co-written with the lovely vshavubahim

This week’s Parsha, Parshat Tetzaveh begins with Hashem telling Aharon and his sons, the priests of Israel about the commandment of lighting the Menorah. G-d tells them that it is

חוקת עולם לדורות

an eternal decree for generations.

This phrase the concept of eternity, and of remembrance in the Parsha.

Throughout the Parsha, the message of remembrance is seen. This Parsha revolves around the role of the priests, and a large portion of it discusses the clothes that they would wear. O

ne of the items of clothing that the High Priest would wear was the Eiphod - the apron. On the shoulder straps of the Eiphod were two precious stones, on which were engraved the names of the 12 tribes of Israel.

Another vestment worn by the High Priest was the Choshen Mishpat, the breastplate of “judgement”. The face of the breastplate had 12 gemstones upon it. On each stone was engraved the name of the tribes of Israel.

After describing both of these items, G-d says

ונשא את שמותם לזכרון”

And he will carry their names for remembrance


Rashi explains that the word לזכרון-for remembrance, means that G-d will see the names of His people and will remember their righteousness.

While this represents the role of the High Priest as a representative and ambassador for Bnei Yisrael, it also teaches us, the importance of commemoration and remembrance.

This idea of commemoration and remembrance is particularly significant to this Shabbat, the Shabbat before Purim, as it is Parshat Zachor. Every year on the Shabbat before Purim, a second Torah scroll is taken out of the ark, and the read the section where we are told to always remember what Amalek did to us, after the Exodus of Egypt.

זָכוֹר, אֵת אֲשֶׁר-עָשָׂה לְךָ עֲמָלֵק, בַּדֶּרֶךְ, בְּצֵאתְכֶם מִמִּצְרָיִם. אֲשֶׁר קָרְךָ בַּדֶּרֶךְ, וַיְזַנֵּב בְּךָ כָּל-הַנֶּחֱשָׁלִים אַחֲרֶיךָ, וְאַתָּה, עָיֵף וְיָגֵעַ וְלֹא יָרֵא אֱלֹהִים. וְהָיָה בְּהָנִיחַ ה’ אֱלֹהֶיךָ לְךָ מִכָּל-אֹיְבֶיךָ מִסָּבִיב, בָּאָרֶץ אֲשֶׁר ה’ אֱלֹהֶיךָ נֹתֵן לְךָ נַחֲלָה לְרִשְׁתָּהּ – תִּמְחֶה אֶת-זֵכֶר עֲמָלֵק, מִתַּחַת הַשָּׁמָיִם; לֹא תִּשְׁכָּח

Remember what Amalek did to you, on your way out of Egypt. how he happened upon you on the way and cut off all the stragglers at your rear, when you were faint and weary, and he did not fear God. [Therefore,] it will be, when the Lord your God grants you respite from all your enemies around [you] in the land which the Lord, your God, gives to you as an inheritance to possess, that you shall obliterate the remembrance of Amalek from beneath the heavens. You shall not forget!


This portion is read the Shabbat before Purim, as Haman - who also tried to obliterate all of Jewry, was a direct descendant of Amalek.

Commemeration is an important part of Judaism. There are numerous days on the Jewish calendar to commemorate different events. For example, Yom Hashoah - to remember the 6 million Jewish victims of the Holocaus and Yom Hazikaron - to remember fallen soldiers and victims of terror, just to name two.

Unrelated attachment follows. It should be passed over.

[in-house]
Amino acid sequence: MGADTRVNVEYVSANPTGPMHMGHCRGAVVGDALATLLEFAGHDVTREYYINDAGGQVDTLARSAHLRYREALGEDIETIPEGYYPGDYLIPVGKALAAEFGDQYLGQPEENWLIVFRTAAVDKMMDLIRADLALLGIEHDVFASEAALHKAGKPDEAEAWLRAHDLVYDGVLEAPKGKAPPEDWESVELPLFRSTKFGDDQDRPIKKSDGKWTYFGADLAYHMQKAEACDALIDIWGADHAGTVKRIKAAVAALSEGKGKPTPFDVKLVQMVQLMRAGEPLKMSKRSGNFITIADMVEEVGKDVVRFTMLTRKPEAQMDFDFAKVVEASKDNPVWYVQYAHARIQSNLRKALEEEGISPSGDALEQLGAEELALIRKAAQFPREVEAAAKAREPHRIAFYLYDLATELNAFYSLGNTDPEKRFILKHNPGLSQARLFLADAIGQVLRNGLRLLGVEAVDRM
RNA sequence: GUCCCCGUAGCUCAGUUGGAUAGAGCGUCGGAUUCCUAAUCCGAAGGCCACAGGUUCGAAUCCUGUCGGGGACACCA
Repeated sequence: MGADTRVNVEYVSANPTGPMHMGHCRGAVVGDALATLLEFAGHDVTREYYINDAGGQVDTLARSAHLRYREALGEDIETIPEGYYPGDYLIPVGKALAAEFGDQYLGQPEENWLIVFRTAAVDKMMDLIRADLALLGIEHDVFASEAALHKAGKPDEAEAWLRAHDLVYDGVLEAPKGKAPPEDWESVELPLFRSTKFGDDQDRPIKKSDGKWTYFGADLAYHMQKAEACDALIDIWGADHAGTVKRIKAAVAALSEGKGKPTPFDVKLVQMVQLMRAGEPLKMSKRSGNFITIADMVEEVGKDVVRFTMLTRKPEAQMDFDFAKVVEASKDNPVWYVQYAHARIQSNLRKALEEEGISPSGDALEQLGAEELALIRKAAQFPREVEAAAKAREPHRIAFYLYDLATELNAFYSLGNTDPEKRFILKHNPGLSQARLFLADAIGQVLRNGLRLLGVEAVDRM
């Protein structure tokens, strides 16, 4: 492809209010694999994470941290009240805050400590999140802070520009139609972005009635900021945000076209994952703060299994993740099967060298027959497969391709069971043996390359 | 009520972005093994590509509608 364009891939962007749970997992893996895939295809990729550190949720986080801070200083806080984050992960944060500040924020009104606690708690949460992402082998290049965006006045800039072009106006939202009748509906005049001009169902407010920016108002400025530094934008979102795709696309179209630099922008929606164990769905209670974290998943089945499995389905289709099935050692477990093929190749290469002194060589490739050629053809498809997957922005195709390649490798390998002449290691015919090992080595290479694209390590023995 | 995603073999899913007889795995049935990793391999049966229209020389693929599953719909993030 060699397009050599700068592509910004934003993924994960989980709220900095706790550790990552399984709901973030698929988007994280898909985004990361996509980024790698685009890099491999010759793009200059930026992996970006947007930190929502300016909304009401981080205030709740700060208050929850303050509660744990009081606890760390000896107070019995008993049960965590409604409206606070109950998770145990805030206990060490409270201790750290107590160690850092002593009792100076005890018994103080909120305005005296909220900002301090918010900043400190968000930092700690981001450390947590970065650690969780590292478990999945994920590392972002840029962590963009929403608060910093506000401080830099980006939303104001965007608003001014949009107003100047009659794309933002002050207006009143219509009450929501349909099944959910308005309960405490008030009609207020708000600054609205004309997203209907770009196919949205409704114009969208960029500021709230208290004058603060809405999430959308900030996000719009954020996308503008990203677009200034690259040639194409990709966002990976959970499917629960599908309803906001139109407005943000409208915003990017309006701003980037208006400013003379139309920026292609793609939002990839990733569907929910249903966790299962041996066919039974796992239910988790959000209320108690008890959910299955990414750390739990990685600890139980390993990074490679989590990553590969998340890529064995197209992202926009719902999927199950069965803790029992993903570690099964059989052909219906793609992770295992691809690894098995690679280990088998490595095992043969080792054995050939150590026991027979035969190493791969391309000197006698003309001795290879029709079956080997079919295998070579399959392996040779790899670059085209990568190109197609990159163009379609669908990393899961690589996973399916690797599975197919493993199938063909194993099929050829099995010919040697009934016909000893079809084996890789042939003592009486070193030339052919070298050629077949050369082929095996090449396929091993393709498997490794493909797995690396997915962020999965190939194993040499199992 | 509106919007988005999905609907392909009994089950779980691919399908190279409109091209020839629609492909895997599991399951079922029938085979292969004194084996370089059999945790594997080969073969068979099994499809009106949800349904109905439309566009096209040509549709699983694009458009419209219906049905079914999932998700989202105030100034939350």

However, days of commemoration are not limited to modern Jewish dates. There are three types of Mitzvot in the Torah.

1. Mishpatim - civil laws

2. Chukim - laws we do not understand the logic or reasoning behind

3. Edut - commemorative laws.

Celebrating Pesach is a commemoration of the Exodus, celebrating Purim is commemoration of the Jews’ deliverance from the hands of Haman and Ahasuerus, celebrating Shavuot, is a commemoration of the Revelation at Mt. Sinai.

Furthermore, the Torah also writes

פוקד און אבות על שלשים…

He remembers the sins for fathers for three of four generations…

(Exodus 20:5)

and

וְעֹשֶׂה חֶסֶד לַאֲלָפִים לְאֹהֲבַי וּלְשֹׁמְרֵי מִצְוֹתָי:

and [I] perform loving kindness to thousands [of generations], to those who love Me and to those who keep My commandments.

(Exodus: 20:6)

G-d, is a benevolent G-d, who “remembers” His creatures positive actions for much longer, than He “remembers” their negative actions.

As we read Parshat Tetzaveh and Zachor in Shule tomorrow, and celebrate the festival of Purim next week, let’s remember the nature of commemoration in Judaism.

Let’s look at the past, and learn from history.

Take a lesson from the Purim story, and countless other incidents where nations tried to destory us.

Take a lesson from our holy ancestors and Sages, to see how we can conduct ourselves.

Only when we learn from our past mistakes, the Torah and our ancestor’s actions, can we truly act in the way that we’re commanded.

Only when we do this, can we be redeemed and Mashiach will come speedily in our days.

Amen.

When You Believe - Hebrew

In honour of yesterday’s Parsha.

Note: When the subtitles read ‘Mashiach, Mashiach, Mashiach’, it is an error, and should actually read ‘Ashira, Ashira, Ashira!’